The British Expeditionary Force The British Expeditionary ForceChapter Two: Konstellation Neu
Their name might make them sound like yet another group of Billy Childish-curated garage rock revivalists, but The British Expeditionary Force are a very different beast. This much is made obvious by title of their new album, “Chapter Two: Konstellation Neu” (and the fact it's the second in a conceptual trilogy), which suggests progressive krautrock influences rather than bare-bones punk purism.
If you don't remember “Chapter One”, it's probably because it's taken them five years to follow it up (considerably longer than the life expectancy of the original British Expeditionary Forces). The length of time between records is even more surprising considering that the former was laboriously constructed via e-mail between Justin Lockey (formerly of yourcodenameis: milo), his brother James, and singer Aid Burrows, while, “Chapter Two” was created in one studio with all parties present, which you'd think would be a speedier affair.
Whatever the reason for their tardiness, the important thing is that “Chapter Two” provides a satisfying, more expansive update of its forerunner. The album art recalls the spaceship from “2001: A Space Odyssey”, and there's a kind of retro-futurism at play throughout. Opener “Commotion” sets the scene nicely, all minimal organs and beautiful Beta Band-esque vocal harmonies, soothingly explaining that “all sorts of commotion / [are] just drops in the ocean”.
However, retro-futurism is a difficult thing to pull off, as it's incredibly dependent on what's in vogue. At the moment, most favour music that would've sounded forward-thinking in the late seventies-early eighties, like Maria Minerva's Pyrolator-like lo-fi electro-pop or Zombie Zombie's re-imaginings of classic film scores.
The B.E.F.'s problem is that they sound more like what sounded futuristic around the turn of the century. The indie + beats formula of “Where You Go I Will Follow” and “Strange Aftertaste” is like visiting UNKLE in hospital and finding them a whole lot cheerier after a long course of anti-depressants, while Aid Burrows' nasal Northern accent also means it's hard to listen to “Cogs And Chemicals” without expecting Ian Brown to take over and start ranting about how dolphins were monkeys, like Charles Darwin if the first thing he'd discovered on the Galapagos Islands had been a forest of cannabis.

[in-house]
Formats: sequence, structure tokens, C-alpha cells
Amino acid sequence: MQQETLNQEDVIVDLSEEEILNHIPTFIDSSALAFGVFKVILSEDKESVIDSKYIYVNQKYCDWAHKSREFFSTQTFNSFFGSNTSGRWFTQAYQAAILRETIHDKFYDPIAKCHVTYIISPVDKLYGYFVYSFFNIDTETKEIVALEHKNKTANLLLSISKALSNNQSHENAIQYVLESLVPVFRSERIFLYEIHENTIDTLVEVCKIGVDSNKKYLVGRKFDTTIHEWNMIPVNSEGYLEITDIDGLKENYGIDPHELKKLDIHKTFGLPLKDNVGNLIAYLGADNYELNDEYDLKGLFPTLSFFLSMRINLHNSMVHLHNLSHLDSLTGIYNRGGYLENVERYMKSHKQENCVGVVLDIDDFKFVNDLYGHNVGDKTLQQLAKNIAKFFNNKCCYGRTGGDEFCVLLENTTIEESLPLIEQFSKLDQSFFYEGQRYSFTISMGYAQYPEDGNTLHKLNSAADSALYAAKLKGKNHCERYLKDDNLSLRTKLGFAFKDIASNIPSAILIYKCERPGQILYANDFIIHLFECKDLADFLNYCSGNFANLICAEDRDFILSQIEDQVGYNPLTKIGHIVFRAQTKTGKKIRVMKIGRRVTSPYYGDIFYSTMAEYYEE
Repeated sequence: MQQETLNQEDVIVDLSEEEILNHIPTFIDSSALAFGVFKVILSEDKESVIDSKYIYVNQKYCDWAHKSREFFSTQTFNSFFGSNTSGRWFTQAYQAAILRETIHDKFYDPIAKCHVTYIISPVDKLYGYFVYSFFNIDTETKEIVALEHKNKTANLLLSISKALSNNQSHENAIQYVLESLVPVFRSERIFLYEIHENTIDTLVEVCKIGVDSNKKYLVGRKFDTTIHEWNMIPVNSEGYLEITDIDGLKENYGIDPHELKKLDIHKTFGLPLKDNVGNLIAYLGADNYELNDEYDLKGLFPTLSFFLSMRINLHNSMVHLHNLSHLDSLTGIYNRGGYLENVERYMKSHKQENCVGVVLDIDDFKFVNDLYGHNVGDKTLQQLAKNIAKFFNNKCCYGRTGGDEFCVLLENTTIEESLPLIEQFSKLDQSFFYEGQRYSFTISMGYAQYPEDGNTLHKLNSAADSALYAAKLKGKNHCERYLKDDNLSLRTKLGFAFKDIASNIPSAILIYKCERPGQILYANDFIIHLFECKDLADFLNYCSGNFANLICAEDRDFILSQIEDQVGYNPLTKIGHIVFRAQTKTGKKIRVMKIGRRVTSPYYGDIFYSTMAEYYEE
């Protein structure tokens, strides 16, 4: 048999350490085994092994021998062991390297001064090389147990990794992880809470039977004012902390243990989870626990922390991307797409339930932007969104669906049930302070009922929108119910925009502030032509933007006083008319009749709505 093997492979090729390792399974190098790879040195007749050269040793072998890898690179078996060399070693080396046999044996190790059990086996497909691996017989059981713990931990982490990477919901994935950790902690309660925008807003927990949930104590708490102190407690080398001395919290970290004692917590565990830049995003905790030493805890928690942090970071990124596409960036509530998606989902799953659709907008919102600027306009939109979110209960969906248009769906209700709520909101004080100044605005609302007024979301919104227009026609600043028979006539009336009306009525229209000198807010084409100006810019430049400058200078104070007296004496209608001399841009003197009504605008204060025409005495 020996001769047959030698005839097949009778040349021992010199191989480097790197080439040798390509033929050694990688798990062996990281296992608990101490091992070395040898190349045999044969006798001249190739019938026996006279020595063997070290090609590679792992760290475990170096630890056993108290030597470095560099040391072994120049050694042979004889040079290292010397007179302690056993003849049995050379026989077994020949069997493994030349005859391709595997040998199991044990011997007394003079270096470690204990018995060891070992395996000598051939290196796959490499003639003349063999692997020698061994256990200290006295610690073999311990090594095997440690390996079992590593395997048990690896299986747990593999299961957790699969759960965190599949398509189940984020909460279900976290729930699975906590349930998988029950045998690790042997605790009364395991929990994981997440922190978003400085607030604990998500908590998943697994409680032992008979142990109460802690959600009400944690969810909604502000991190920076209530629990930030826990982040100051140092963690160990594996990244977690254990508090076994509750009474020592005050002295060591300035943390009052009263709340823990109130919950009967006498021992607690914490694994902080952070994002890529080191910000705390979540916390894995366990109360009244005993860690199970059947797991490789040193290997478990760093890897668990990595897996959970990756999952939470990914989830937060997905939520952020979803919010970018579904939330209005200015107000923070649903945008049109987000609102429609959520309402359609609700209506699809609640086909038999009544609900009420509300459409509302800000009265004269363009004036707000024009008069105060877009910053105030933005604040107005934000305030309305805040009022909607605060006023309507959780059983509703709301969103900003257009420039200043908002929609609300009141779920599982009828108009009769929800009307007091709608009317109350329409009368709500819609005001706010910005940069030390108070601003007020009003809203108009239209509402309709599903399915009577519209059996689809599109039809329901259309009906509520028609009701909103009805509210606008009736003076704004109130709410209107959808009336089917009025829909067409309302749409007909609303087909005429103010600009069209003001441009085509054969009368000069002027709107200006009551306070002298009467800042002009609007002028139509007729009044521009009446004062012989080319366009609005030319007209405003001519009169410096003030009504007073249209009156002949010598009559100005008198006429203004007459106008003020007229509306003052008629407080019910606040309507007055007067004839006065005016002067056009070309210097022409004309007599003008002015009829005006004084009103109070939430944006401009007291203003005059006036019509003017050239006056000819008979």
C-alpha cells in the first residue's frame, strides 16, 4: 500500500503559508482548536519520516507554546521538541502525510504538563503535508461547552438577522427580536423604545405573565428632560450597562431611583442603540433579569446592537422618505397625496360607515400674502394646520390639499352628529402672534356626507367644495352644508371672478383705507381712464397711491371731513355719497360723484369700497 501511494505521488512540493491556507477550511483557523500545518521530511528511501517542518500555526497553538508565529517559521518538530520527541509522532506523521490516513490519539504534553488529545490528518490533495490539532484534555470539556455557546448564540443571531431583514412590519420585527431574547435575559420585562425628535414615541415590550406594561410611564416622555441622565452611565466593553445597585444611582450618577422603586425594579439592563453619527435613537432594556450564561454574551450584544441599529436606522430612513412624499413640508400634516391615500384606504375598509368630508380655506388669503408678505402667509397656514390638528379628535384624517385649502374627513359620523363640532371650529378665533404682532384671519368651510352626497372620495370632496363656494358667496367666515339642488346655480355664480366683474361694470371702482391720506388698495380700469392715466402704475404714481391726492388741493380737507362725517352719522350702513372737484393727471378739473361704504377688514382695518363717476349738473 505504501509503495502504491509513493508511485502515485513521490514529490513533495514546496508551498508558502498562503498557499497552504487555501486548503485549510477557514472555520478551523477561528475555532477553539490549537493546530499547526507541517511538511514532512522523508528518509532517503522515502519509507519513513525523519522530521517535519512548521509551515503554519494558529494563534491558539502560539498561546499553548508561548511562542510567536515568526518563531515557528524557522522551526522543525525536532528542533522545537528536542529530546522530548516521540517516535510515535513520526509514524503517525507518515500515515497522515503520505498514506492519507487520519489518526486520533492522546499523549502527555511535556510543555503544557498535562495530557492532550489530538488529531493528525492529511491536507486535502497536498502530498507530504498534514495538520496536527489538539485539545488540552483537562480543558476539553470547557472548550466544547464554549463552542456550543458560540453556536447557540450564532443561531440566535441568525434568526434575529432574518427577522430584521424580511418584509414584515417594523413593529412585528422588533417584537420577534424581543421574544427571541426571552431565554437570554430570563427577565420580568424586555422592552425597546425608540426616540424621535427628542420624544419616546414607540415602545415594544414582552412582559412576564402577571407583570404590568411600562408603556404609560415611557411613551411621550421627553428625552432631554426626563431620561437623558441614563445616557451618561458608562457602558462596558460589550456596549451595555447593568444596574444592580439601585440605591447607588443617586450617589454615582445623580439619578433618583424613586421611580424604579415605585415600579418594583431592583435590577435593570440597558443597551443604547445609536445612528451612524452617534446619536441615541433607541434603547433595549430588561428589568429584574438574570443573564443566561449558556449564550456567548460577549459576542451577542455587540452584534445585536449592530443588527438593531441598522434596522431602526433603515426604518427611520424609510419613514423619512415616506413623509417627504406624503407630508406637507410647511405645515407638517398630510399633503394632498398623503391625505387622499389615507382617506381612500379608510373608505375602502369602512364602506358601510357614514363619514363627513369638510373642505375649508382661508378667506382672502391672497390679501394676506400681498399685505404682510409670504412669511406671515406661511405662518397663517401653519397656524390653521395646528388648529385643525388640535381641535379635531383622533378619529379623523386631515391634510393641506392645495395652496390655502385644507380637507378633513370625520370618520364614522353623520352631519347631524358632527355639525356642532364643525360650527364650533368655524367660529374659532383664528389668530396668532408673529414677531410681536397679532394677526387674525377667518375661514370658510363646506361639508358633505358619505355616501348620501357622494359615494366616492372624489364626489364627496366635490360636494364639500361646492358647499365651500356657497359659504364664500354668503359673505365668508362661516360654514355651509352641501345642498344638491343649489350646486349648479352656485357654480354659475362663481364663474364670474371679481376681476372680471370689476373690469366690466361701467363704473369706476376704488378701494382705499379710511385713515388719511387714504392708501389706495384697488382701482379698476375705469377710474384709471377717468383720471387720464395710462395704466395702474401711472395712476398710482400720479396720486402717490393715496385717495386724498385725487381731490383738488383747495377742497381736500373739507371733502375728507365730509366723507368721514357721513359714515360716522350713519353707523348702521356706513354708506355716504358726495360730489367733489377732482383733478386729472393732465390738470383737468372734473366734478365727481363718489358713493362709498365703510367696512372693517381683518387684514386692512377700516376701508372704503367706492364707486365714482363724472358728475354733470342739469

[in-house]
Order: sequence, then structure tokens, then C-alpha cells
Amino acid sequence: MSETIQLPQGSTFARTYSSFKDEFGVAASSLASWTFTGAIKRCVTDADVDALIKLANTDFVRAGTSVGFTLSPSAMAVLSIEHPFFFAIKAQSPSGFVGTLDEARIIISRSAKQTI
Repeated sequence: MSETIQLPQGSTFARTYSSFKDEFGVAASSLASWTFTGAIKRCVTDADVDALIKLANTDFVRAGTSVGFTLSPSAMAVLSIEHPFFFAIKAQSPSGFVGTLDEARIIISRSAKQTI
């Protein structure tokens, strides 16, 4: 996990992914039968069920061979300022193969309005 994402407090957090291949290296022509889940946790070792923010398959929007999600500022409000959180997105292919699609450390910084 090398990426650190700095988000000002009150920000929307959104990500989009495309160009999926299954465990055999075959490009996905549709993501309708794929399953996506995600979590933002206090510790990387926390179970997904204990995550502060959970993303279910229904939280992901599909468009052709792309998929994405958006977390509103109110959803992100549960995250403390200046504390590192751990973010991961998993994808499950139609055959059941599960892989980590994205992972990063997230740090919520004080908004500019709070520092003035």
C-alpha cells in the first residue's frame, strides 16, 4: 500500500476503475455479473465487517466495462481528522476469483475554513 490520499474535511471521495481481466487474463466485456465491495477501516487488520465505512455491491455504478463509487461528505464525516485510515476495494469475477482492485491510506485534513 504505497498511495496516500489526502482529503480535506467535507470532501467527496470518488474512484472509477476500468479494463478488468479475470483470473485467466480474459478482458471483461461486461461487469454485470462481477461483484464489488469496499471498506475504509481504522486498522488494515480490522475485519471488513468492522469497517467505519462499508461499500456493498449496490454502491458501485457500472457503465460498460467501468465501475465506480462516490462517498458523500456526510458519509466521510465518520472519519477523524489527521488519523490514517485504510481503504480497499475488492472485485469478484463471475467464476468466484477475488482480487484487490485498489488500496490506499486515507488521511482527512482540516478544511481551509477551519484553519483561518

The net effect is that much of the music sounds oddly dated, but that shouldn't detract too much from what is a winningly well-put-together record. “End Music” (which actually appears halfway through the album) manages to put into focus the multi-genre meanderings of many post-rock bands, like a steadier 65daysofstatic or a subtler Subtle. “Crack In The Clouds” meanwhile is a blissful combination of layered, synthesized vocal samples and electronic blurts, with Burrows striking just the right tone with his restrained vocals.
Restraint is not the buzzword of this record though. As Burrows explains, “the tactic we've used is the 'more' method. More sounds, more layers, more people. More face-to-face, more angles, more songs”. Sometimes it's too much – “When All Of This Is Done” starts sweetly enough, but rises to an overwrought cacophony – but occasionally the excess reaps rewards, such as the full-blown choir that sees out “Strange Aftertaste”. “You can't just blame one bit of straw when the camel's back breaks”, reason the lyrics on the latter, but the camel here remains upright despite having the kitchen sink hurled at its hump.
Title track “Konstellation Neu” is more minimal, using little more than piano edits and the odd distant, squalling guitar to create something akin to James Blake if he didn't take himself so painfully seriously. And though the final track “Irons In Fires” ladles the elements on more thickly, with big, “When The Levee Breaks” drums taking centre-stage, it does so in slow waves that make the closing crescendo sound wholly organic.
Perhaps that's down to their change in method from e-mail-based isolation to group interaction. Whatever the reason, it certainly whets the appetite for the next instalment. Hopefully “Chapter Three” won't take another five years to write...